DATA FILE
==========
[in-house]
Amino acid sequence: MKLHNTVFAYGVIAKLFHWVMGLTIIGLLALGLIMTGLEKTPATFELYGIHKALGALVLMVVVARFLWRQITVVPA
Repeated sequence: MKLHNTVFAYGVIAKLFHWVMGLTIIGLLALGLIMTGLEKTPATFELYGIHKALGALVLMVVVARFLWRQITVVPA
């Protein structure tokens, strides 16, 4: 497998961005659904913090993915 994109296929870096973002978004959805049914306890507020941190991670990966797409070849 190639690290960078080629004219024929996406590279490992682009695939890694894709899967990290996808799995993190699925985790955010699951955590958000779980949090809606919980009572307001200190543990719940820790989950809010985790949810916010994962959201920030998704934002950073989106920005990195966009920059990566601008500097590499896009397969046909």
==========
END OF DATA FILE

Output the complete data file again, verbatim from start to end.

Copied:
[in-house]
Amino acid sequence: MKLHNTVFAYGVIAKLFHWVMGLTIIGLLALGLIMTGLEKTPATFELYGIHKALGALVLMVVVARFLWRQITVVPA
Repeated sequence: MKLHNTVFAYGVIAKLFHWVMGLTIIGLLALGLIMTGLEKTPATFELYGIHKALGALVLMVVVARFLWRQITVVPA
């Protein structure tokens, strides 16, 4: 497998961005659904913090993915 994109296929870096973002978004959805049914306890507020941190991670990966797409070849 190639690290960078080629004219024929996406590279490992682009695939890694894709899967990290996808799995993190699925985790955010699951955590958000779980949090809606919980009572307001200190543990719940820790989950809010985790949810916010994962959201920030998704934002950073989106920005990195966009920059990566601008500097590499896009397969046909």